Most are made with chickpeas or dried broad beans but also love a sweet potato version | Marc Fosh

I have always loved Middle Eastern cookery and I still find the spice mixes and flavour combinations incredibly intoxicating. From the refined tajines and the substantial meze appetizers to the spicy meat dishes and off course, the almost ubiquitous falafel fritter.

I must admit that I came to appreciate the Falafel late in life. I regarded them to be almost exclusively the preserve of vegetarians in the local kebab shop and I only really discovered my love of the falafel in an Israeli deli during a trip to New York. They were delicious…hot and crunchy on the outside, fluffy and herby within, and I instantly knew I wanted more!
It’s no wonder so many countries want to claim the falafel as their own.

Although it is one of the national dishes of Israel, some will tell you that falafel’s extremely ancient origins lie somewhere in Egypt, where it is still an immensely popular snack. Others who claim it as their own include Lebanon, Palestine, Syria and Jordan. Indeed, you can find good falafel everywhere from Baghdad to Bawshar! The good news is that a falafel dripping with hot sauce and tahini can be recreated easily right here at home.

Variations on the falafel theme seem to be endless. Most are made with chickpeas or dried broad beans but also love a sweet potato version. Fresh Parsley and coriander appear almost everywhere and ground coriander and cumin are also pretty much a given. Some recipes use cayenne pepper, paprika or chilli flakes to add a little kick and, please don’t forget that salt is extremely impotant in a falafel.

If badly seasoned, they can be very dull, which is why it’s a good idea to fry up a little spoonfull to test the mixture before shaping. Chilling the mixture before cooking also helps with the shaping.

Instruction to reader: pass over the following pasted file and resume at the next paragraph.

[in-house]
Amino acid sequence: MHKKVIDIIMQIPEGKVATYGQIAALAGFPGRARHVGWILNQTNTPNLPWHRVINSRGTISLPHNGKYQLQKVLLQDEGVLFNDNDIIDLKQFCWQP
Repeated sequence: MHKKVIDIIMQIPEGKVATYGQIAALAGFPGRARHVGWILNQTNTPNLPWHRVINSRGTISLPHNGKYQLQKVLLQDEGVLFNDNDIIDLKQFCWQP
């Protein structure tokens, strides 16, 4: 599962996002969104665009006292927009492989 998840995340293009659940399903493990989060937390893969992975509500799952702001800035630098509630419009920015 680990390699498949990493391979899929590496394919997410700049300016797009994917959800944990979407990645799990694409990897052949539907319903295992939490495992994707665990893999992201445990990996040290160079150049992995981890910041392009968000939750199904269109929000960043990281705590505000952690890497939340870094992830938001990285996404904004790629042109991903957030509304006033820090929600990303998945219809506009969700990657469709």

Basic Falafel Recipe

Makes about 25


  • 250g dried chickpeas
  • 30g plain flour
  • ½ medium onion
  • 2 garlic cloves, crushed
  • 1 tbsp flat leaf parsley
  • 2 tbsp coriander
    zest of 1 lemon
  • ¼ tsp cayenne pepper
  • ½ tsp ground cumin
  • ½ tsp ground coriander
  • ½ tsp ground cardamom
  • ½ tsp baking powder
  • 750ml sunflower oil for deep-frying
  • ½ tsp sesame seeds for coating
  • Salt


Place the chickpeas in a large bowl and cover with cold water at least twice their volume. Set aside to soak overnight. The next day drain the chickpeas.

Place the onion, garlic, lemon, parsley and coriander in a food processor and blend until finely chopped. Add the spices, baking powder, salt, flour and 1 tbsp of water, mix well by hand. Cover the mixture and leave in the fridge for an hour or until ready to use.

Fill a deep pan with enough oil to cover the falafel and heat to around 180 degrees.
With wet hands, press 1-2 tbsp of mixture into the palm of your hand and make a small ball, pressing together well to prevent them breaking apart. Roll lightly in sesame seeds and deep-fry them in batches for 4 minutes or until well browned.

Drain and pat dry with paper towels. Serve in a Pita bread with salad and hummus.